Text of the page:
Martin D. Haverly, Attorney at Law
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Wilmington Employment Law Blog

Spotlight on ERISA and disability benefits

We note on our website at the established Delaware employment law firm of Martin D. Haverly in Wilmington that most benefit plans administered through private employers are governed by a comprehensive set of federal laws and regulations.

Those relevant rules and policies are detailed in a statute termed the Employer Retirement Income Security Act. Although many Americans are likely not familiar with that formal designation, they perhaps have some knowledge of the law through reference to its oft-used acronym.

Spotlighting pregnancy discrimination claims, safeguards

More than seven a day on average, every day of the year.

That number refers to pregnancy discrimination complaints fielded by the U.S. Equal Employment Opportunity Commission during 2018. To be precise, the EEOC was asked to intervene in such matters 2,790 times.

Do you have recourse as a terminated high-level employee?

Short answer to the above-posed headline query leading off today’s blog post: You might have.

A recurrent scenario plays out daily in Delaware workplaces and other employment locales spanning the country. Word ripples across a company that a top-tier employee has lost his or her job.

One key thing you should do when appealing a disability denial

Dealing with long-term disability insurance is rarely simple. This is especially true when it comes to filing an appeal – a process that can feel like endless paperwork entangled in many hard-to-remember rules.

However, there is one important element that anyone appealing a long-term disability decision should be sure to do. If done right, it can set them up to have the best chance at success not just immediately, but down the line.

What does an employment contract customarily include?

The above-posed headline query in today’s blog post is certainly not intended as a trick question. Readers of our long-tenured multi-practice Delaware law firm might reasonably intuit that there is no simple and definitive answer to the question, though.

In short, the employment agreements executed between management and workers in Delaware companies and nationally are variable and notably differentiated. Some contracts are flatly concise instruments that set forth wage and benefit matters and little else. Conversely, others – especially agreements signed by high-level employees – often run to many pages and encompass subject matter that is widely varied.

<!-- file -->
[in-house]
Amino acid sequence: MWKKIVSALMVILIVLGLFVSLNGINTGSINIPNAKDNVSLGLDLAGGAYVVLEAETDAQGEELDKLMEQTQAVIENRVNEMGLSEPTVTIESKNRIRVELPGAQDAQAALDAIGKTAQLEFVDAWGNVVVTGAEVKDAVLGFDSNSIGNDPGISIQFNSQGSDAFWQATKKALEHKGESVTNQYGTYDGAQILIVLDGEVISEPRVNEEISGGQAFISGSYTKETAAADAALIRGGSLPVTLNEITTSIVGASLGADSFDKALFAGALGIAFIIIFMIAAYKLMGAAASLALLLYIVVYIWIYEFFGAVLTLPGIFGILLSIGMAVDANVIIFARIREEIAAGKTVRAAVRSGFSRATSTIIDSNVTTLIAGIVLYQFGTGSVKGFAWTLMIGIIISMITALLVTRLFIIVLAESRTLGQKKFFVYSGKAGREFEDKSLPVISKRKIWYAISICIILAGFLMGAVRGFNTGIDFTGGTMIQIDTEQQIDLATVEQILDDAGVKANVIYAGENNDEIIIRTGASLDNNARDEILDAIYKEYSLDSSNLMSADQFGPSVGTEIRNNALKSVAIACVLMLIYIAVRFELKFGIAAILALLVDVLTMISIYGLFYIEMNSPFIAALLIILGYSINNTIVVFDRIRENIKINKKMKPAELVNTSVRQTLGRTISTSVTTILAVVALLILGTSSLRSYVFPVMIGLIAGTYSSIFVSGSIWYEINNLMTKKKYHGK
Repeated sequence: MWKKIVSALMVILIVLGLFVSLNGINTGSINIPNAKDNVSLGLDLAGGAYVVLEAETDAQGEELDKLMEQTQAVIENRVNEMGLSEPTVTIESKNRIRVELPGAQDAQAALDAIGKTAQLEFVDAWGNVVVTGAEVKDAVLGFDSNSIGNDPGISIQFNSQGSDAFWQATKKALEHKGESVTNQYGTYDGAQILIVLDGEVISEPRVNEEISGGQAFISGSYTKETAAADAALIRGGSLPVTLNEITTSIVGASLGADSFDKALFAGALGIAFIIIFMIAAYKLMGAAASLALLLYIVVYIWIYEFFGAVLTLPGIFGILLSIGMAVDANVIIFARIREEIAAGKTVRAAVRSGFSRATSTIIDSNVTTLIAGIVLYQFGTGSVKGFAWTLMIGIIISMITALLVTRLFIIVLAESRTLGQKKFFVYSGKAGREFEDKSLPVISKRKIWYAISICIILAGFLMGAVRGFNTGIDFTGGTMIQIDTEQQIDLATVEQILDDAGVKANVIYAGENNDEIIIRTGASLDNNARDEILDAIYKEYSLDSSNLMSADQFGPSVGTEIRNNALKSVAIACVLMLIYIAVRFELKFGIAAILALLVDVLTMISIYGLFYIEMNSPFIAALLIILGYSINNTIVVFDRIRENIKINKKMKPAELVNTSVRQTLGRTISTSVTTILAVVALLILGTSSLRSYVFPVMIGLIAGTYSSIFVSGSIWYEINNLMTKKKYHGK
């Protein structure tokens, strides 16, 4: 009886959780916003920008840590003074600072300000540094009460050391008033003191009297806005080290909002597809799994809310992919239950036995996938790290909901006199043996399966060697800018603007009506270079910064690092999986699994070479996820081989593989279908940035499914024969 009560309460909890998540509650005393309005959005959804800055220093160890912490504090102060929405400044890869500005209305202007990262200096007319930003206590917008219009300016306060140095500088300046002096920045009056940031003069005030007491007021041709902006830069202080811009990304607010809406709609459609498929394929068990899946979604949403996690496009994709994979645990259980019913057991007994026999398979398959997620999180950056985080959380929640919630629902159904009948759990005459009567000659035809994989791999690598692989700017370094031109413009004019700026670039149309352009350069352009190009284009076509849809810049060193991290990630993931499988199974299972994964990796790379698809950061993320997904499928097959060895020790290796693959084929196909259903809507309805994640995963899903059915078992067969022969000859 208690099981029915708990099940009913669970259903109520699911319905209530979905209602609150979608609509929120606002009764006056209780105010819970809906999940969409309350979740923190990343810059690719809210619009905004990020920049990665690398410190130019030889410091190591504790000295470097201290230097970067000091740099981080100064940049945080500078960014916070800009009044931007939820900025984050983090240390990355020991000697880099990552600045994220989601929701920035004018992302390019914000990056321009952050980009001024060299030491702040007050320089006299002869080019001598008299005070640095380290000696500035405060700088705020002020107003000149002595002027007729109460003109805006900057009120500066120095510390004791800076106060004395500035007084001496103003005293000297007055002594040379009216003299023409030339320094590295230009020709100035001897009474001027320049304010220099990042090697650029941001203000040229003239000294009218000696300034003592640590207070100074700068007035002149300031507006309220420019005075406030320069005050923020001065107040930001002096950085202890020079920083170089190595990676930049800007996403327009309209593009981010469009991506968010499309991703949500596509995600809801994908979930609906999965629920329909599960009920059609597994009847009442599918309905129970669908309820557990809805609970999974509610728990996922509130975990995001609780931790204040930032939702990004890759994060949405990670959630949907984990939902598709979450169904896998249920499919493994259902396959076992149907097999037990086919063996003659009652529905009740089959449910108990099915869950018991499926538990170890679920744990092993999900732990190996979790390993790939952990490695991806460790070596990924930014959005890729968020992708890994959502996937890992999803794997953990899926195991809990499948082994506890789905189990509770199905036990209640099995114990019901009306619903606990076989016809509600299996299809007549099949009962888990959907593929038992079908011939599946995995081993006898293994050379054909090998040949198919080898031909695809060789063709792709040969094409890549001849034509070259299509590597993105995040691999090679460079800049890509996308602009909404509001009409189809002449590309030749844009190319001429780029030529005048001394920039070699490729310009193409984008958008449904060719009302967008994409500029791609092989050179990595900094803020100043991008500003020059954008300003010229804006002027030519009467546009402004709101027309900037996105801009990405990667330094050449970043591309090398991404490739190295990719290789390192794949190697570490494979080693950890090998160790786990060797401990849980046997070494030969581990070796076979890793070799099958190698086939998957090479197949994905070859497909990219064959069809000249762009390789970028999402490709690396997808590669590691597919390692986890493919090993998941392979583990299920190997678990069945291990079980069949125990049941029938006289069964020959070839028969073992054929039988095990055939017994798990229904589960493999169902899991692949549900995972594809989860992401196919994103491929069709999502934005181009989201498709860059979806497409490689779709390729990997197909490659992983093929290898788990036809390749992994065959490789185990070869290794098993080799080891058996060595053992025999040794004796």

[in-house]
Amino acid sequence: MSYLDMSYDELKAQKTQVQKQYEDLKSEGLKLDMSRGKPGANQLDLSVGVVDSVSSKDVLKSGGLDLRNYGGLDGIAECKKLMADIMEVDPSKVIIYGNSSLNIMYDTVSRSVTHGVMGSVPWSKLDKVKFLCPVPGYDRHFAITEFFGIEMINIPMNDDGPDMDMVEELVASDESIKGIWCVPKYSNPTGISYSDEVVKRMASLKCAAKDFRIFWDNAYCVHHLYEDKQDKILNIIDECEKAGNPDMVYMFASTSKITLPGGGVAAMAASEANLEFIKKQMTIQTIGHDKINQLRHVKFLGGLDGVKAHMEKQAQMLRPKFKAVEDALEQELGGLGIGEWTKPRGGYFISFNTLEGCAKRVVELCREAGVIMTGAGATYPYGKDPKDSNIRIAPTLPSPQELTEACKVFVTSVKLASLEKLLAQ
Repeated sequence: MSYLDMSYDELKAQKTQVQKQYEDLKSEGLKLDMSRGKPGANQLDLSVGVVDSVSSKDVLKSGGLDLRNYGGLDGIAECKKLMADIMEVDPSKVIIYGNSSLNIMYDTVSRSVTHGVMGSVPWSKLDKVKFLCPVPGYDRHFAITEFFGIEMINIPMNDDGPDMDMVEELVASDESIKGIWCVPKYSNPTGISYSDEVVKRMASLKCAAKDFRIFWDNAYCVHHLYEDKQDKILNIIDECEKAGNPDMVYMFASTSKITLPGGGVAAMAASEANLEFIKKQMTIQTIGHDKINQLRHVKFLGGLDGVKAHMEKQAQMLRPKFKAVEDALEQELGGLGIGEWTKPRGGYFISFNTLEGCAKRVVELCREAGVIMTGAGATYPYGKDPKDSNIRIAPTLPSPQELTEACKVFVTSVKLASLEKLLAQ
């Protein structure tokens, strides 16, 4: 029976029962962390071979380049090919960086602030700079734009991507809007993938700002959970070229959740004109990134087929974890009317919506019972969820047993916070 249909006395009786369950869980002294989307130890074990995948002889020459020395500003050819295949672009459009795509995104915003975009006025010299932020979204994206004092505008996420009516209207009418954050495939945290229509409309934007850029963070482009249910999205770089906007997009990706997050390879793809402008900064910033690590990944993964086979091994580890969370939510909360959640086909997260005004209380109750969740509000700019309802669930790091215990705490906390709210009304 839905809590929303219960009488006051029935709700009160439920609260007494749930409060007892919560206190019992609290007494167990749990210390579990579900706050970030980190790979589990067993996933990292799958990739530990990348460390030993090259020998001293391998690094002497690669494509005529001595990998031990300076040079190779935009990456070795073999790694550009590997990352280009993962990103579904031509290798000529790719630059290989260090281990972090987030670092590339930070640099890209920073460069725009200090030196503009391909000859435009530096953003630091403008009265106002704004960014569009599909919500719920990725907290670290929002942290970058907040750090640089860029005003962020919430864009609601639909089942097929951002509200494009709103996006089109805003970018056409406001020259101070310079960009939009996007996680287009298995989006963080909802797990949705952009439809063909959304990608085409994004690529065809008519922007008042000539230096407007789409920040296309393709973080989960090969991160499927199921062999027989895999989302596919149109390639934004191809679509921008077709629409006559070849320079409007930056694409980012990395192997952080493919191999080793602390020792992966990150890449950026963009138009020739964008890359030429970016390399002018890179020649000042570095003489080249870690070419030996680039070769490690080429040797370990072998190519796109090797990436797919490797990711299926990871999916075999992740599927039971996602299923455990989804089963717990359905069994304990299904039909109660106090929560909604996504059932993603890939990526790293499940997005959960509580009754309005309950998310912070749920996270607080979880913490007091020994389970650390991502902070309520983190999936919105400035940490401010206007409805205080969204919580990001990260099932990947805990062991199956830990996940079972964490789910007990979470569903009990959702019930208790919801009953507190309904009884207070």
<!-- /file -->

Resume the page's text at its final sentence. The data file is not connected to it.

What standard governs workplace noncompete agreements?

Here’s a potential scenario that spells a bona-fide concern from a Delaware employer’s perspective: A top employee has just left the firm, and company principals fear that the worker will divulge closely kept trade secrets to a rival company.

And here’s a tandem scenario, but from the viewpoint of a just-departed employee: I want to start my own business, but my ex-employer is threatening to limit my ability to do so via legal action against me.

Relevant considerations surrounding noncompete agreements

Select workers in many Delaware businesses are intimately involved at high levels in matters concerning their employers’ policies, business plans and proprietary data. Company principals know that, while such employees are key assets to their enterprises, they can also prove detrimental if they quit their jobs absent any post-termination controls on their knowledge or ability to compete.

A worker unfettered by legal constraints might establish a directly competing business just down the road, for example, piggybacking on knowledge gained at his or her prior job. Conversely, that worker might commence employment with a business rival, imparting to that entity information/data deemed proprietary by the previous employer.

Have you faced discrimination in the workplace?

Workplace discrimination can happen during an interview, shortly after you started a new job, or after 20 years of working for a company. Discrimination can happen to anyone, in any job industry.

If you believe you were mistreated, denied a promotion or terminated without cause, you may have faced employment discrimination. Here are 10 types of discrimination and how you can take action against your employer.

How do you prove wrongful termination in retaliation?

When employees report discrimination or blow the whistle in the workplace, they have specific rights under federal and Delaware laws. These protections forbid retaliation.

Unfortunately, that does not stop employers from retaliating against employees or firing them. But how can employees prove that their employer terminated them wrongfully?

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Martin D. Haverly, Attorney at Law
Brandywood Plaza, 2500 Grubb Road
Suite 240-B
Wilmington, DE 19810

Phone: 302-529-0121
Fax: 302-529-1123
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